As I’ve already given you some great reasons to take up cycling, I thought it only right to help you prevent and treat the most common cycling injuries and ailments, so you can really enjoy your bike over the summer months!

Most people who have owned a bike can relate to a few of these problems and even seasoned pros fall victim to some of the more common issues, but don’t let that get you off your bike. Follow this advice to deal with the most common cycling stresses:

1. Saddle Sore.
Saddle sores are a big issue. They have been known to end professional races for some athletes, but are a lot more common in recreational cyclists.
Causes: Sores or abrasions in the saddle area can be caused by a number of things, including poor saddle fit, incorrect saddle height and poor choice of clothing.
Prevention: Firstly, have your bike fitted. I actually have a friend who still rides his bike that he bought when he was 15. Funnily enough, he gets a bit sore on every ride! That’s because his bike, and saddle, are set up for his 15-year-old self and not his 20-something body as it is now.
It is important to get your position on a bike checked by either an experienced coach or knowledgable bike shop staff member.
There are also other methods of preventing saddle sore including:

  • Select the right seat – as above, get a professional seat fitting at the cycle store.
  • Stand frequently – when cycling, stand in the peddles for about 20 seconds every couple of minutes. This will allow the blood to circulate around the area.
  • Use smooth clothing – look for shorts that are made of one piece in the crotch. This will lessen the rubbing caused by stitching.
  • Use lubrication – this helps in reducing friction in the crotch area.
  • Keep clean and strip quick – wear clean clothing for each new ride, and when you’re done make sure you get out of that sweaty stuff quickly to shower off.

Treatment: If you do get a saddle sore, there are only a couple of things that can be done. Firstly, medicate the affected area. Secondly, rest until the sore has gone.

2. Hand pain/numbness.
Some cyclists get hand pain when cycling for long periods of time. Numbness in the little finger and ring finger is the most common form of hand ailment.
Causes: The numbness is caused through lack of circulation, usually from the cyclists weight pressing down on the hands. As well as this, the road vibration or ‘buzz’ can contribute to numbness.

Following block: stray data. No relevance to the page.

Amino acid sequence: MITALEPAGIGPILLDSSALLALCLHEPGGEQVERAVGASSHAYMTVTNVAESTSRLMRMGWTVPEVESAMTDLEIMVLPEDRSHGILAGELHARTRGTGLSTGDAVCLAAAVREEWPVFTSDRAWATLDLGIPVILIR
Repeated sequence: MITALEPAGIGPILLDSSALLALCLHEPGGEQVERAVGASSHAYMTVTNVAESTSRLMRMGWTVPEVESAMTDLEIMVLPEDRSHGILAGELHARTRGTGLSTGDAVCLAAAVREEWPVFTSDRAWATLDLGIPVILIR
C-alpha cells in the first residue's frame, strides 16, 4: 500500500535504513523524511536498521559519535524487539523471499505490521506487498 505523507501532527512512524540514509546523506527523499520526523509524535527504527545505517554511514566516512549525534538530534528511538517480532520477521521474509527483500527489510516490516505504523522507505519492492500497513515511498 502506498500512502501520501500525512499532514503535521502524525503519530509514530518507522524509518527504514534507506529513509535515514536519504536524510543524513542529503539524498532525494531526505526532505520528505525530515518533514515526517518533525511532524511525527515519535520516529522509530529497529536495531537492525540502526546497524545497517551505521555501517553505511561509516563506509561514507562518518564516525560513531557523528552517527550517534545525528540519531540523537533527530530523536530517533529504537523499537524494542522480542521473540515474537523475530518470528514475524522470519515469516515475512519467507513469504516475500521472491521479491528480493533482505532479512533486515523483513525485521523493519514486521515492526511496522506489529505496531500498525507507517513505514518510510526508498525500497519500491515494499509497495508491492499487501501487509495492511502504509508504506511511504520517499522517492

Prevention/Treatment: To prevent the numbness, try changing your riding position every now and then. Redistribute your weight to allow blood to get back into the fingers. Padded gloves can help the problem also, as well as padded/undercoated bar grip.

3. Back pain.
Back pain can trouble cyclists on long journeys. Common more so in road bike users, back pain can put a sharp stop to your cycling fun.
Causes: Back pain when cycling is caused by lack of flexibility or bad posture in general. The riding position can overstretch back muscles, especially if the muscles are not used to it. If you sit at a desk all day or are mostly inactive, you could be at risk of back pain.
Prevention/Treatment: Try to keep active while at work to loosen up tight back muscles. Read my previous article on how to break up sedentary periods for tips on keeping active while at work. Also a good stretching routine can help with any lower back pain.

4.Knee pain.
Knee pain can be very common in cyclists, and can also be one of the main reasons to stop cycling.
Causes: Knee pain can be caused by weak or tight muscles around the knee cap. If these muscles are weak, the knee cap can move in ways it shouldn’t, causing friction and swelling, and ultimately pain. It can also be caused by poor bike setup.
Prevention/Treatment: Make sure the your bike is set up for you. As mentioned above, get a knowledgable person to assist you in this. To treat knee pain, apply the RICE method:

  • Rest
  • Ice
  • Compression
  • Elevation

5. Neck pain.
Neck pain can be common in cyclists who ride for long periods of time.
Causes: Likely to be caused by hyperextension of the neck muscles or lack of flexibility, similarly to back pain.
Prevention/Treatment: Try riding in a more neutral position, allowing your head to be above your shoulders rather than in front of them. Also, straighten up your body when you stretch. Neck exercises could also be done to strengthen your neck muscles.

If pain from any of the aforementioned areas is ongoing, I would definitely recommend seeing a specialist. I hope these tips give you some great information, and here’s to many more exciting rides!